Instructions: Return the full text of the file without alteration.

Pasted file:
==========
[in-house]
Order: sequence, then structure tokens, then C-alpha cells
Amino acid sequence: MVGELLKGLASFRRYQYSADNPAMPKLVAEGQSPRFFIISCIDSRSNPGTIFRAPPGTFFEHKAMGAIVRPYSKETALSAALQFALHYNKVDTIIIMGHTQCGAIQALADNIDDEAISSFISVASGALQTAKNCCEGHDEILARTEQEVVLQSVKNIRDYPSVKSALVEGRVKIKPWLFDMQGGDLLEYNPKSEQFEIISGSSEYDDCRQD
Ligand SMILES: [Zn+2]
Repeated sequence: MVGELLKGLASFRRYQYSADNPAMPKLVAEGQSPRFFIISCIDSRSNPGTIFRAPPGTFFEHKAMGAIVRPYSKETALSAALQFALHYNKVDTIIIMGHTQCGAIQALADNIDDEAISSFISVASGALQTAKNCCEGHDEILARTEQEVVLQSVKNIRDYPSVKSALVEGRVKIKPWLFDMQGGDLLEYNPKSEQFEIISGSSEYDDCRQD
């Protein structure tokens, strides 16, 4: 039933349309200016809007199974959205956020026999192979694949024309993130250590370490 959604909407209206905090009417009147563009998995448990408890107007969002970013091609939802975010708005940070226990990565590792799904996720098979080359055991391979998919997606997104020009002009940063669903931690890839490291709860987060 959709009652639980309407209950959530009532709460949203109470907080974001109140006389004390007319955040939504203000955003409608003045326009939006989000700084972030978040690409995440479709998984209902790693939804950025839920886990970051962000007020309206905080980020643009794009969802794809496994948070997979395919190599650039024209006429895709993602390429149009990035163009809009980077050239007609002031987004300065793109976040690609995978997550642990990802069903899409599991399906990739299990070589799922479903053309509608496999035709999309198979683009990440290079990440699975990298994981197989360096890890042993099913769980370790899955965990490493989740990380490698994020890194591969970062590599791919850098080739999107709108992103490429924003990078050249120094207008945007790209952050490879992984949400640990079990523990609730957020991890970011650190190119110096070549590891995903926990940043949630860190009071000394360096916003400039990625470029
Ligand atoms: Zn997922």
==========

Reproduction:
[in-house]
Order: sequence, then structure tokens, then C-alpha cells
Amino acid sequence: MVGELLKGLASFRRYQYSADNPAMPKLVAEGQSPRFFIISCIDSRSNPGTIFRAPPGTFFEHKAMGAIVRPYSKETALSAALQFALHYNKVDTIIIMGHTQCGAIQALADNIDDEAISSFISVASGALQTAKNCCEGHDEILARTEQEVVLQSVKNIRDYPSVKSALVEGRVKIKPWLFDMQGGDLLEYNPKSEQFEIISGSSEYDDCRQD
Ligand SMILES: [Zn+2]
Repeated sequence: MVGELLKGLASFRRYQYSADNPAMPKLVAEGQSPRFFIISCIDSRSNPGTIFRAPPGTFFEHKAMGAIVRPYSKETALSAALQFALHYNKVDTIIIMGHTQCGAIQALADNIDDEAISSFISVASGALQTAKNCCEGHDEILARTEQEVVLQSVKNIRDYPSVKSALVEGRVKIKPWLFDMQGGDLLEYNPKSEQFEIISGSSEYDDCRQD
């Protein structure tokens, strides 16, 4: 039933349309200016809007199974959205956020026999192979694949024309993130250590370490 959604909407209206905090009417009147563009998995448990408890107007969002970013091609939802975010708005940070226990990565590792799904996720098979080359055991391979998919997606997104020009002009940063669903931690890839490291709860987060 959709009652639980309407209950959530009532709460949203109470907080974001109140006389004390007319955040939504203000955003409608003045326009939006989000700084972030978040690409995440479709998984209902790693939804950025839920886990970051962000007020309206905080980020643009794009969802794809496994948070997979395919190599650039024209006429895709993602390429149009990035163009809009980077050239007609002031987004300065793109976040690609995978997550642990990802069903899409599991399906990739299990070589799922479903053309509608496999035709999309198979683009990440290079990440699975990298994981197989360096890890042993099913769980370790899955965990490493989740990380490698994020890194591969970062590599791919850098080739999107709108992103490429924003990078050249120094207008945007790209952050490879992984949400640990079990523990609730957020991890970011650190190119110096070549590891995903926990940043949630860190009071000394360096916003400039990625470029
Ligand atoms: Zn997922």